Those are just some things I have planned for my stuff. Other ideas I've had in general are inspired from Street Fighter's early games where the "map" was animated behind the actual action. I think things like birds and people existing within the context of the map could be interesting. Good candidates for such a thing are the fish in the custom006 map, but I haven't thought up anything good to do with them yet. Maybe they can behave like the scene from FF6 with Celes and Cid, or maybe they can come up to the surface of the water to feed off what may be floating up there every once in a while (and this could be denoted by a water ripple like I wrote for rain).

Pickle Girl Fanboy

Quote from: lirmont on May 09, 2012, 11:09:35 amThose are just some things I have planned for my stuff. Other ideas I've had in general are inspired from Street Fighter's early games where the "map" was animated behind the actual action. I think things like birds and people existing within the context of the map could be interesting. Good candidates for such a thing are the fish in the custom006 map, but I haven't thought up anything good to do with them yet. Maybe they can behave like the scene from FF6 with Celes and Cid, or maybe they can come up to the surface of the water to feed off what may be floating up there every once in a while (and this could be denoted by a water ripple like I wrote for rain).

Like the overworld map in Chrono Trigger, where there are clouds floating by and birds flying overhead (some bird sounds?), along with a mild breeze shaking trees and making noise?

Wouldn't it be hard to animate these things, within the confines of 2D sprites?


Birds can be composited over top as a final step (Panda3d has solid features for this), and trees have actual geometry (so their textures can cycle and I've provided code for how this works with the example event already).


Yes the GUI is also there to hide too much complexity to new users. I like your ideas of events, why not putting an 'experiment' or 'lirmont' folder in the client, similar to 'fft' and 'lijj', to add your maps and events?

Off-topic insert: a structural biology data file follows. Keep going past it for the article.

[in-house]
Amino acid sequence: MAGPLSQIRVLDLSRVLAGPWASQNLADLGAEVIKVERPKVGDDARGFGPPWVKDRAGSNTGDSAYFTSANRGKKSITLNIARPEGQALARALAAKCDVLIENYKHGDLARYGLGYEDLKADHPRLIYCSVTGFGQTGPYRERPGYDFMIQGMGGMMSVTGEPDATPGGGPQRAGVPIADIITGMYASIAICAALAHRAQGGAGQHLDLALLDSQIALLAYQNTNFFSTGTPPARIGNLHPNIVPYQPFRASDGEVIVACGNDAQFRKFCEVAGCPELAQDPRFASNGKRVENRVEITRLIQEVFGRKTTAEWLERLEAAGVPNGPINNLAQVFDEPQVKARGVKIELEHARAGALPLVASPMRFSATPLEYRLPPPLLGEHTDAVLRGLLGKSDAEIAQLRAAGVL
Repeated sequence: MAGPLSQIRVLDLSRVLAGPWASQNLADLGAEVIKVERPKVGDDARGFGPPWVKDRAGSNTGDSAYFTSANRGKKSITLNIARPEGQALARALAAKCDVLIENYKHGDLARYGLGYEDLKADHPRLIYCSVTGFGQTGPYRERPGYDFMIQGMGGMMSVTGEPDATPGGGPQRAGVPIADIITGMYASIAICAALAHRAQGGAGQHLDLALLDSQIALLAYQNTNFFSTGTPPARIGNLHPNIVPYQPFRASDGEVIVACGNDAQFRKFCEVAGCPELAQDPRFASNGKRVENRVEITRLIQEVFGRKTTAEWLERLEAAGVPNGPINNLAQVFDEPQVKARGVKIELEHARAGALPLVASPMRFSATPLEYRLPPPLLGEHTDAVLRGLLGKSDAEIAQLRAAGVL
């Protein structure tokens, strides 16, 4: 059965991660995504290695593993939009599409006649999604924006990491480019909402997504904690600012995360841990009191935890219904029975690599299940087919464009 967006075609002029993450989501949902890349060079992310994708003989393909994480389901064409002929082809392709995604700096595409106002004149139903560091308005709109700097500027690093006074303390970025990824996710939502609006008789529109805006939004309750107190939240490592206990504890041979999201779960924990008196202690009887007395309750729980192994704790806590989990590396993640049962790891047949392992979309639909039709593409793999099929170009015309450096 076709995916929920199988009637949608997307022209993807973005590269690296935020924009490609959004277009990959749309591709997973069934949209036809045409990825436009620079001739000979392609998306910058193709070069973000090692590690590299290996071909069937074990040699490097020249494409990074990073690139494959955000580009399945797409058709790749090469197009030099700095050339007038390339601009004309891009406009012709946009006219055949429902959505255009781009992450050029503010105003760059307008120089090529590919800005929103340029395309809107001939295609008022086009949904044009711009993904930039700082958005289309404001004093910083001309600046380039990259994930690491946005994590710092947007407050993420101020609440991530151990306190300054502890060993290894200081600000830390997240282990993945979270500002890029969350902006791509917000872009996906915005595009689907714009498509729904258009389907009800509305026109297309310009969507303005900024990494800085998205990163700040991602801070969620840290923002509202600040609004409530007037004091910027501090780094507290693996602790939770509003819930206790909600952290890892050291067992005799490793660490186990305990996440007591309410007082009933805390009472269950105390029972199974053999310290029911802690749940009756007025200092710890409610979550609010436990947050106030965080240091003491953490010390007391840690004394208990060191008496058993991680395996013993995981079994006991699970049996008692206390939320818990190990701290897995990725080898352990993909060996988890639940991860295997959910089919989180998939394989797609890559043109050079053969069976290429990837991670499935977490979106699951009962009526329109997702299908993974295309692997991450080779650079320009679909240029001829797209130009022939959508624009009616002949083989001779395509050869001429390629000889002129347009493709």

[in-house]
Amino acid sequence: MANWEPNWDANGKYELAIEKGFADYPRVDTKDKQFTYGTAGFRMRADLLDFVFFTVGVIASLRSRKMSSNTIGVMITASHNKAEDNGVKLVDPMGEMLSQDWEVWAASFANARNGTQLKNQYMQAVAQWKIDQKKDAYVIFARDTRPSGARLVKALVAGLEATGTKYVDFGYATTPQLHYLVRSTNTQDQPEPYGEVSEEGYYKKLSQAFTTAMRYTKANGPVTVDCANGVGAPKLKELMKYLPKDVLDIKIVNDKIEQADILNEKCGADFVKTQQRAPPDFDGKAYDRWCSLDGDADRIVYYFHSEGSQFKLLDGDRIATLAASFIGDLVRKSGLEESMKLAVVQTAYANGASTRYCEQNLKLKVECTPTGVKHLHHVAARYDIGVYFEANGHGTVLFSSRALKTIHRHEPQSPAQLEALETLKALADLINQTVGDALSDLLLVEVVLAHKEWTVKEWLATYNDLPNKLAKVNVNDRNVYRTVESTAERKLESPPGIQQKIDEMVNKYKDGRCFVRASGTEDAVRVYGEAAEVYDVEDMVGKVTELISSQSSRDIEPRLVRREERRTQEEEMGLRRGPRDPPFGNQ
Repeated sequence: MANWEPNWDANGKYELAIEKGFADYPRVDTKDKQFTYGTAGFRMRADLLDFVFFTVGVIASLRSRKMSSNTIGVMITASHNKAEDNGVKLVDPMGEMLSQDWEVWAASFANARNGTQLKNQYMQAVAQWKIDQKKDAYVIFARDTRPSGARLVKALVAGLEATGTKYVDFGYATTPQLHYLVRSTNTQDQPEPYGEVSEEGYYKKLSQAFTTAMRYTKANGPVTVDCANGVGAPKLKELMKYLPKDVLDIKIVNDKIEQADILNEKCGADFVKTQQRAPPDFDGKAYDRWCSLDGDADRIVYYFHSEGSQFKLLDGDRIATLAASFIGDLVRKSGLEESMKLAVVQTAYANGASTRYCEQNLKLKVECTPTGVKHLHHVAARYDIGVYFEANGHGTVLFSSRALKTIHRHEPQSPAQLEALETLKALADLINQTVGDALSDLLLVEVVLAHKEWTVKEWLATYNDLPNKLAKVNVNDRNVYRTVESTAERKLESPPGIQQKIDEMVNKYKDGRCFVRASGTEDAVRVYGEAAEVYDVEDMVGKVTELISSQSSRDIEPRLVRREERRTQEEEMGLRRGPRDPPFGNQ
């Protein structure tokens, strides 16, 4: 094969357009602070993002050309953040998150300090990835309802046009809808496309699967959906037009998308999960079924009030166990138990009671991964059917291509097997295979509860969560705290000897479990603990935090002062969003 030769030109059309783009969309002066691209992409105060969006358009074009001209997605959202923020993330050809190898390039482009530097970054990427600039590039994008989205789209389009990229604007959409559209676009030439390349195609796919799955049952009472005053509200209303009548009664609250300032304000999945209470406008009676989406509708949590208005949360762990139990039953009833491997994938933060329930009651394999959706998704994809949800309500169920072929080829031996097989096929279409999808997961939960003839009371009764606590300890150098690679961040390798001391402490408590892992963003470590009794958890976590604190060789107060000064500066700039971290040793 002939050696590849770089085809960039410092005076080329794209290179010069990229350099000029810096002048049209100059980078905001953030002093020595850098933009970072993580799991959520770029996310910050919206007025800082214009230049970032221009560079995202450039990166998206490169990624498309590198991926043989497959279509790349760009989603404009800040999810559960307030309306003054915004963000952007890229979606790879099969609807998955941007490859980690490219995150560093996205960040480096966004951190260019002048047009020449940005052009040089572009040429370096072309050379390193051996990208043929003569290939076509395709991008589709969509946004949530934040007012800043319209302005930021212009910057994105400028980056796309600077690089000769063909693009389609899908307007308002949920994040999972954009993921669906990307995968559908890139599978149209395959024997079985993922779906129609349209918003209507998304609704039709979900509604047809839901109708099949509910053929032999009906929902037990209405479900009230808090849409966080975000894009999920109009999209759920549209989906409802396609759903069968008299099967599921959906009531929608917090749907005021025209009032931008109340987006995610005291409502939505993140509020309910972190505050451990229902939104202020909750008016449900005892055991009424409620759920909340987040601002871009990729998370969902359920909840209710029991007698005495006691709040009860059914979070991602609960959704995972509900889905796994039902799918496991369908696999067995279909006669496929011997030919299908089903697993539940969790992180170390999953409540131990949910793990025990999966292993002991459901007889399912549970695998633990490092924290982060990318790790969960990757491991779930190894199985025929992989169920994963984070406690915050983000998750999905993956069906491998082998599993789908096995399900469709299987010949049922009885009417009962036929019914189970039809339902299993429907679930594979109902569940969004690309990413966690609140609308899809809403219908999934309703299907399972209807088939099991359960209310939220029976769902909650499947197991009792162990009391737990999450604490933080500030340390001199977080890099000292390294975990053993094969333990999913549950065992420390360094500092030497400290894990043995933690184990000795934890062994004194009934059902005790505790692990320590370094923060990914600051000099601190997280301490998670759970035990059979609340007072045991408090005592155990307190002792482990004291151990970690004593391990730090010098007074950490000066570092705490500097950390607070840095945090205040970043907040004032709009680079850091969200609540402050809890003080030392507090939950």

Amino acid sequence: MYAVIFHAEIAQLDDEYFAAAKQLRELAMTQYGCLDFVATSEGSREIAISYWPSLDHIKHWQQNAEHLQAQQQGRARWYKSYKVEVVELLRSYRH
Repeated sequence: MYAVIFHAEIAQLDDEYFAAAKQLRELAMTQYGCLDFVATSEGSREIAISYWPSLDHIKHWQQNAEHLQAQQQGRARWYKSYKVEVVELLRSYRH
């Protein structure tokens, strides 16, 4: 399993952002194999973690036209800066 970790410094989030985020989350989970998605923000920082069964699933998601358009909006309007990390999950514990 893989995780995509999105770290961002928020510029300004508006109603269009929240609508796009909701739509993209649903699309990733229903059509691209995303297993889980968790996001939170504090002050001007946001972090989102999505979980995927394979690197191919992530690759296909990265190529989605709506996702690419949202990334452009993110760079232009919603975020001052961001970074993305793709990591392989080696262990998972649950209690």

Lijj told me the sprites he started to draw at high resolution are too much work and he won't be able to finish, so we agreed on using fft resolution to provide 3 basic jobs and 3 basic maps as sample open source content to get people started with something very classic. For this I plan to add a 'sample' folder in the client to store this game. This will also contain the open source sounds etc.

Concerning extending the code, we have to choose a strategy. We can build a very simple and generic hook system and put hooks everywhere in the code. Or allow game folders to override python modules of the same name, like done in this framework http://codeigniter.com/user_guide/general/creating_libraries.html (see the "Replacing Native Libraries with Your Versions" part). I have absolutely no idea of which way is better. I used both of them.There may be another good ways to provide extensibility. What do you think on the subject?
Tethical, an online FFT clone


I don't think it's a bad thing to allow someone to override files like that. I think it will have a purpose for some people who want to change some very small details for one game. For eventing, we need to adopt an event model. As CoderBrandon mentioned elsewhere, Panda3d has one already. In other words, it's just a matter of having the engine code emit those events to acheive the purpose (in most cases). Those events need to emit the appropriate data, too, like a reference to the character that moved and where they moved for something like a OnCharacterMove event.

For engine additions, without a separate plugin system, using work you've already done will likely be a hassle, unless you use it exactly the same way between all of your games (in which case, you could just overwrite the original files). With a solid event system in place, a plugin could just hook into appropriate events during state changes (ex. loading -> login screen -> game selection -> map picker -> map).